University of Vermont


International Updates

As part of a seed grant from the Gund Institute, ARLG lab members are assessing the potential of agroecological management to support food system and climate resilience in smallholder coffee farms in the Americas.

Agroecology and Rural Livelihoods Group

International Research & Projects

International research from the ARLG lab focuses on working with smallholder famers and the landscapes that they inhabit. Most of this work has concentrated in communities of smallholder coffee farmers across Mesoamerica, but we are always interested in supporting small-scale farmers and their cooperatives worldwide. Our projects integrate research, teaching and outreach related to agroecology to address and resolve socioeconomic and environmental challenges. We utilize a transdisciplinary approach and mixed methods to analyze the social and ecological impacts and benefits that are generated when agriculture, people's livelihoods, and nature co-exist. 

Advancing Trandisciplinary and Participatory Action Research (PAR) in Agroecology 
This on-going endeavor seeks to critically examine and advance agroecology's evolution and application as a transdisciplinary and participatory action research (PAR) approach. Although the field has embraced a transdisciplinary and participatory focus since its inception, our efforts aim to more explicitly incorporate these perspectives into research and applications of agroecology. Since 2011, and with the help of close collaborators, the ARLG has led a series of publications that bring together important voices supporting this approach. The resulting publications include a special issue in the journal Agroecology and Sustainable Food Systems (2013), which was translated into a special issue, in Spanish, for the journal Agroecologia (2013), and the recently published book Agroecology: a transdisciplinary, participatory and action-oriented approach (2016).


Agroecology and resilience in smallholder coffee landscapes of Mesoamerica and Haiti

mixed crop landscape

This highly collaborative initiative involves partners like Lutheran World Relief (LWR), Bioversity International, ICRAF, Hivos and CEDECO (Costa Rican NGO) to address challenges and opportunities to strengthen the resilience of smallholder coffee farmers and their families as they face challenges that range from the local to the global. Although much of this work addresses climate change, we are also examining other factors, such as food sovereignty, coffee price volatility, social networks and others.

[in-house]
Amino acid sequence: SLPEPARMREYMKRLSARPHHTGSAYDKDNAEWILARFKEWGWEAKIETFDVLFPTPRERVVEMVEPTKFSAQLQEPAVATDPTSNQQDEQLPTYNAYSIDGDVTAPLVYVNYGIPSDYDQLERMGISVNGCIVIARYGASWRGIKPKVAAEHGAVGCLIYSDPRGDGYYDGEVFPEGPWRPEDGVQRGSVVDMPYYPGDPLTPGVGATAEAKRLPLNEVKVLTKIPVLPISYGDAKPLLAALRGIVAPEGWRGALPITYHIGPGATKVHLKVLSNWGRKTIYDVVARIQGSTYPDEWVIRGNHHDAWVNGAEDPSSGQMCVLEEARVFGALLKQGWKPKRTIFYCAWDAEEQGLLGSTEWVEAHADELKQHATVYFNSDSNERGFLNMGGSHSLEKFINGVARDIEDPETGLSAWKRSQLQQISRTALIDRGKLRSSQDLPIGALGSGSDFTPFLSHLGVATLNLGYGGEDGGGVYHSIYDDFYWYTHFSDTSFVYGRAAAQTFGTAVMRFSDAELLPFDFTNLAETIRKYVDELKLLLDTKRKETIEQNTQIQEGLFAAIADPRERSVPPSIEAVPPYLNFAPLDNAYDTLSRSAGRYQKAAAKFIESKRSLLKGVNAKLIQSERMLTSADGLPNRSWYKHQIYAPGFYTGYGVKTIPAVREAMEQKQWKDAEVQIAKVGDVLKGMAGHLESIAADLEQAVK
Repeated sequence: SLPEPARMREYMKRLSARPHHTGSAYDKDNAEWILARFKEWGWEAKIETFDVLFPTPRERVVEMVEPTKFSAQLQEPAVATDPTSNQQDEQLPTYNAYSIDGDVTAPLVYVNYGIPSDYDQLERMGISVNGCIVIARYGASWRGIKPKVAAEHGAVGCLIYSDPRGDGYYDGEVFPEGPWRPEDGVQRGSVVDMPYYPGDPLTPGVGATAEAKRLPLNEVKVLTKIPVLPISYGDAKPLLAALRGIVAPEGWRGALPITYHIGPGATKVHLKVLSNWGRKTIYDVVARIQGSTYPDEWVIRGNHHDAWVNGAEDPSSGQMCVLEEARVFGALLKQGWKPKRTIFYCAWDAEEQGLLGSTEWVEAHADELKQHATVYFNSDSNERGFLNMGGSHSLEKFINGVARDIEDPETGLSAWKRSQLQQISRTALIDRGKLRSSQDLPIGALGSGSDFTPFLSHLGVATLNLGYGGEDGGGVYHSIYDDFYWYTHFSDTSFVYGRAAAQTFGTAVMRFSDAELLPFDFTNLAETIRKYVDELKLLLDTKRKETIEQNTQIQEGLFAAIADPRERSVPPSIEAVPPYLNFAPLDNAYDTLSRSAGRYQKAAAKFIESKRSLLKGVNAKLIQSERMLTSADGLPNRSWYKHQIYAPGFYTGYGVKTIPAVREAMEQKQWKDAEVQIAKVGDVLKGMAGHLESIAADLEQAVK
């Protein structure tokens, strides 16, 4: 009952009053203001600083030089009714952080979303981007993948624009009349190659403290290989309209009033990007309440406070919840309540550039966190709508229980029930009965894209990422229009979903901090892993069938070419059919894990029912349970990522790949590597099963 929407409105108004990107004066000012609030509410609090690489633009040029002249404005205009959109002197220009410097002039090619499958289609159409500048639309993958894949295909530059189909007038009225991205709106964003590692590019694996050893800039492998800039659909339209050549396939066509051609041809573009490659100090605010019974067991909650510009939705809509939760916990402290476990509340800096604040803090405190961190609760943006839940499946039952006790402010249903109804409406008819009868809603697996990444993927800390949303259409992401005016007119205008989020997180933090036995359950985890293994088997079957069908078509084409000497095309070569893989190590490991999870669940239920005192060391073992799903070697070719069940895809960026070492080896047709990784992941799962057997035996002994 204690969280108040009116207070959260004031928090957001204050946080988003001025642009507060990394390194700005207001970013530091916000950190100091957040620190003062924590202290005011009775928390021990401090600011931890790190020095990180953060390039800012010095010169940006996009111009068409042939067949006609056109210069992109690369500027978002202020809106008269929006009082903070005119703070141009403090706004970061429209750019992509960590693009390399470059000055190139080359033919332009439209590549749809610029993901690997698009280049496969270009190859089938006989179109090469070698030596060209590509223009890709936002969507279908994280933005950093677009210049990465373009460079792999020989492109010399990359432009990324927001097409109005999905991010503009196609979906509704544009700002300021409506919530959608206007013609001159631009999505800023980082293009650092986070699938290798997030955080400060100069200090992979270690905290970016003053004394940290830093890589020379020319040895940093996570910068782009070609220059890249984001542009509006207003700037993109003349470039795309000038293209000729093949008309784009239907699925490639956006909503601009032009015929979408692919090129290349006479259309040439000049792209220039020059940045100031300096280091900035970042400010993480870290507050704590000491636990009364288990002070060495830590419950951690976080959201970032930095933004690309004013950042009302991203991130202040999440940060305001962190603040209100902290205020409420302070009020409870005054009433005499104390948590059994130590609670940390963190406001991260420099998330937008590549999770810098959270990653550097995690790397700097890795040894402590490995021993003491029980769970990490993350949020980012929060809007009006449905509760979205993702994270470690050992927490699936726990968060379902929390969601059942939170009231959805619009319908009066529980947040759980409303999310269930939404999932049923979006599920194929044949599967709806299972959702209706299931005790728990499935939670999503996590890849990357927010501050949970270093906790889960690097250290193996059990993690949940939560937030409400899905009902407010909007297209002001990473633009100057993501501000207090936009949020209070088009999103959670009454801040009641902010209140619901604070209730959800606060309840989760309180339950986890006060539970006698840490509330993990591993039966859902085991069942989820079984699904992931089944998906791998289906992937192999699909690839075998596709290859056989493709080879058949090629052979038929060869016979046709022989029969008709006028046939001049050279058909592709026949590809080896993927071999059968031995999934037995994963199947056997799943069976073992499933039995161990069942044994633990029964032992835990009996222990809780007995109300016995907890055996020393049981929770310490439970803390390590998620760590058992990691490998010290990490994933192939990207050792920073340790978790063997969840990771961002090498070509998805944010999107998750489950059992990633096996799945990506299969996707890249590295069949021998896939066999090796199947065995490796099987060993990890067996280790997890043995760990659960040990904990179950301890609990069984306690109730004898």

A Participatory Action Research (PAR) approach to Assess Monitoring and Evaluation in a Farmer Research Network (FRN) of Bolivia

In this project we are partnerign with the McKnight Foundation's Collaborative Crop Research Program (CCRP) to examine the challenges and opportunities of Farmer Research Networks in a smallholder organic peanut farmer cooperative of Bolivia.

Exploring agrobiodiversity, food sovereignty and climate change with smallholder coffee farmers in Mesoamerica - Chiapas, Mexico and Northern Nicaragua (Margarita Fernandez)


In recent years a wide range of actors from academics to development organizations to research institutions and social movement actors have argued that high levels of agrobiodiversity are positively correlated with household food security, as well as increased capacity to mitigate and adapt to social and environmental change, including climate change. However, there remains little empirical data to support this. PhD candidate Margarita Fernandez is exploring the relationship between agrobiodiversity, food sovereignty and climate change by collecting quantitative and qualitative socio-ecological data among small farmers who balance subsistence and coffee production in Chiapas, Mexico, and northern Nicaragua. Preliminary data from Mexico shows that farmers who have greater diversity of edible plant and livestock species experience decreased seasonal food shortages and have higher levels of dietary diversity. The results of Margarita's research will identify best practices for food security and food sovereignty in order to assist farmers, coffee cooperatives and development organizations in designing future development strategies. These strategies will be based on diversified practices that are locally successful, locally appropriate and contribute to agrobiodiversity conservation and resilience to climate change.

Last modified December 23 2015 11:54 AM

Contact UVM © 2017 The University of Vermont - Burlington, VT 05405 - (802) 656-3131